• A person’s spouse (the person to whom they are married) or domestic partner. A domestic partner is a person in a registered relationship with the person, or an adult with whom the person is living as part of a couple where one or both provides personal or financial commitments and domestic support to the other, irrespective of gender or whether they live under the same roof. It excludes a paid carer.
    • The person’s primary carer who is in a care relationship with the person and has principal responsibility for the person’s care. This does not include paid carers, carers doing voluntary work for a community organisation, or where the care is given as part of an education or training course.
    • The first of the following:
      • The person's oldest adult child
      • The person's oldest parent
      • The person's oldest adult sibling.

If the person is receiving treatment for a mental illness and does not have capacity, the Mental Health Act 2014 (Vic) sets out who can provide consent to medical treatment for that person.

If a child does not have an Advance Care Directive, then the appropriate medical treatment decision-maker will be the child’s parent, guardian or other person with parental responsibility for that child who is available, willing and able to make the decision.

How is a decision made if there is no medical treatment decision-maker?

If a medical treatment decision is required and a health practitioner cannot locate a medical treatment decision-maker (or an Advance Care Directive), the practitioner:

  • must, if it is significant treatment, seek the consent of the Public Advocate to provide the treatment. The health practitioner cannot provide that treatment without consent. The Public Advocate may consent to or refuse the significant treatment; or
  • may, if it is routine treatment (i.e. treatment other than significant treatment), provide the treatment without consent (but must note this on the person’s clinical record).

‘Significant treatment’ is treatment which involves a significant degree of bodily intrusion, significant risk to the person, or significant side effects or significant distress to the person. Clinical guidelines for significant treatment are available from the Victorian Department of Health and Human Services.

Supported decision-making in Victoria

What is supported decision making?

A significant development in protecting the rights of persons with disabilities is the United Nations Convention on the Rights of Persons with Disabilities, ratified by Australia in July 2008. Article 12 of the Convention mentions the concept of support for legal capacity, usually referred to as ‘supported decision-making’. This process involves providing support so that a person, such as an adult with a cognitive impairment, can make their own decisions with assistance rather than a substitute decision-maker making the decision on the person’s behalf.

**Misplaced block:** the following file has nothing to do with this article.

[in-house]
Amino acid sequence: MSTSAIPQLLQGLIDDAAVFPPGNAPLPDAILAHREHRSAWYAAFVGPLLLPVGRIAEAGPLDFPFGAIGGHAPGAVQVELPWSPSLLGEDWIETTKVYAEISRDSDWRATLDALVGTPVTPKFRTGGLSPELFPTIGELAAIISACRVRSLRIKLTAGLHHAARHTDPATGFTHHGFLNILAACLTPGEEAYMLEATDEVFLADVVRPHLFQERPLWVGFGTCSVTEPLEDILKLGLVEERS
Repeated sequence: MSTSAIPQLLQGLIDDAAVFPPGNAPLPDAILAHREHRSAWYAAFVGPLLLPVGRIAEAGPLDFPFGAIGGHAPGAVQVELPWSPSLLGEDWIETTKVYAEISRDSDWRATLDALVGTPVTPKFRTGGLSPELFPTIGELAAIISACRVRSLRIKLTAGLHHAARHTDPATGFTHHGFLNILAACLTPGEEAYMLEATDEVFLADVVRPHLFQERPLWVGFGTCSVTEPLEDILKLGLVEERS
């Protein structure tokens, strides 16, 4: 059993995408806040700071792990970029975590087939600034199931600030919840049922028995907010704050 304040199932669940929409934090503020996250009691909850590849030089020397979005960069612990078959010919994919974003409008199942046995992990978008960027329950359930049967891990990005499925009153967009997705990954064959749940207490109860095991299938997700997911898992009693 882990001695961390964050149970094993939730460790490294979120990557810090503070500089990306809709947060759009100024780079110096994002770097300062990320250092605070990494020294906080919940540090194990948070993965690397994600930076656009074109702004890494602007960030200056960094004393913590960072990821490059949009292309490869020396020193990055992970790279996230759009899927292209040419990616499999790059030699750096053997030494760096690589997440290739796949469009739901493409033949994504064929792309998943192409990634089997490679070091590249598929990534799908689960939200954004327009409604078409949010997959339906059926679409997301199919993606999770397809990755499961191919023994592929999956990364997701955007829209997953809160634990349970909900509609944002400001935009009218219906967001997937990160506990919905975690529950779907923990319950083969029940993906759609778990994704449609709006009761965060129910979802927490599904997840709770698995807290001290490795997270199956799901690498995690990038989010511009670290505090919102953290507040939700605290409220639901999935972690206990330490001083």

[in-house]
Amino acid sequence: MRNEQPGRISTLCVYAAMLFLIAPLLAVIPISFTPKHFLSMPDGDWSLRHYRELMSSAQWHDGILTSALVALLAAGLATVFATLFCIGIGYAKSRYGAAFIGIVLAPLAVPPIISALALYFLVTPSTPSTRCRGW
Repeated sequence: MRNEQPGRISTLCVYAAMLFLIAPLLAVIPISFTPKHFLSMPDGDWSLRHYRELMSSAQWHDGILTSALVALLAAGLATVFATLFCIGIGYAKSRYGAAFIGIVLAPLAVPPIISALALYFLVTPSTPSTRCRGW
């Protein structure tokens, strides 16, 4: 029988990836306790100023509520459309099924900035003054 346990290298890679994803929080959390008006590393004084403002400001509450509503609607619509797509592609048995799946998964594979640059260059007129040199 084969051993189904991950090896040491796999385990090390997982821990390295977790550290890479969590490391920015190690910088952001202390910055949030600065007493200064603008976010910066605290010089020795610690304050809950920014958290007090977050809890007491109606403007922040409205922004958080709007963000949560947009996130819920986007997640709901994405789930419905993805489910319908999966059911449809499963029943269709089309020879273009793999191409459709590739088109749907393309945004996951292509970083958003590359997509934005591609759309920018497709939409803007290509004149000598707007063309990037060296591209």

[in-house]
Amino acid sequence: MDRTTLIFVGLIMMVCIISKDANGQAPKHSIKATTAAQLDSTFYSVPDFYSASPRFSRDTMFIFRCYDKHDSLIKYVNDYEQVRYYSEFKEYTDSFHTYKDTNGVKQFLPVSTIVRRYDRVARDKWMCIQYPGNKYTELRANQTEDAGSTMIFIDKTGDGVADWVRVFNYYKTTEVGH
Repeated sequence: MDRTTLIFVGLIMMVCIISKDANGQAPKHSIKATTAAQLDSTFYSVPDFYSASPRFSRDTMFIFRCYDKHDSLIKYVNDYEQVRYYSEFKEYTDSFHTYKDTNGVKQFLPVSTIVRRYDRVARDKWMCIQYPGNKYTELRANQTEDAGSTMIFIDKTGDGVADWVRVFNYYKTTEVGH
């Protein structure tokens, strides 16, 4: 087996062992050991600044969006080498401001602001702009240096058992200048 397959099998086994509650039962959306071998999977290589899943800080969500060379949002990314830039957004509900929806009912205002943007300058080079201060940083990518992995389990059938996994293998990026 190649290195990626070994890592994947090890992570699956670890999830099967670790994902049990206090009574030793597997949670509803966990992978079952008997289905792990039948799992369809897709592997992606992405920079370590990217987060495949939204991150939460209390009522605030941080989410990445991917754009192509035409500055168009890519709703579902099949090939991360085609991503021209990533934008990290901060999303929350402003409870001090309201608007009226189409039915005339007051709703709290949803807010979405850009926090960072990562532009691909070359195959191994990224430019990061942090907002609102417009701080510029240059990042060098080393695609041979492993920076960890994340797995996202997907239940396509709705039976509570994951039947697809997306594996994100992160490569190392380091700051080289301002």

In Victoria a support person or supportive guardian may be appointed to provide support to a person around medical treatment decision-making. These roles are discussed below.

What are the roles of a support person and a supportive guardian?

The role of a support person is to:

  • support someone with decision-making capacity (for example, a person with a cognitive disability) to make, communicate and give effect to the person’s medical treatment decisions; and
  • represent the person’s interests regarding medical treatment, including when the person does not have capacity to make medical treatment decisions.

An example of representing the person’s interests is acting as the person’s advocate and communicating with health practitioners about what treatment the represented person wants, or does not want.

A support person does not have the power to make medical treatment decisions for the person, unless the support person is also appointed as the person’s medical treatment decision-maker. Further information about support persons is available from the Office of the Public Advocate.

The role of a supportive guardian is to support a person with disability to make or give effect to their own decisions about personal matters (including medical treatment decisions) or financial matters. Depending on their appointment, they may have powers to access or obtain information to help the person, as well as power to communicate with others about the person (e.g. health practitioners, banks). Unlike a guardian, a supportive guardian does not have power to make medical treatment decisions for the person. Further information about supportive guardians is available from the Office of the Public Advocate.

How is a support person appointed?

Support person

Under the Medical Treatment Act, a person (including a child) with decision-making capacity may appoint another person (including a child) as the person's support person. The support person must be appointed in writing. The appointment must be signed by the person making it, and witnessed. Other formal appointment requirements must also be met.

Appointment forms (one for people who can sign the form themselves, and another for people who require someone to sign the form on their behalves) are available from the Victorian Department of Health and Human Services.

Supportive guardian

Under the Guardianship Act, any person can apply to VCAT for a supportive guardianship order. This order can only be made for people with a disability. The application must propose an individual for the role, who will need to agree to be appointed. The person to be supported must consent to the appointment. VCAT may only appoint a supportive guardian if it will promote the person's personal and social wellbeing.

When considering an application to appoint a guardian, VCAT may decide it is more appropriate to appoint a supportive guardian.

Substitute decision-making by Victoria’s guardianship bodies

What is the role of the Victorian Civil and Administrative Tribunal (VCAT) in relation to decision-making at the end of life?

VCAT’s powers relevant to the end of life include:

  • determining if a person has decision-making capacity;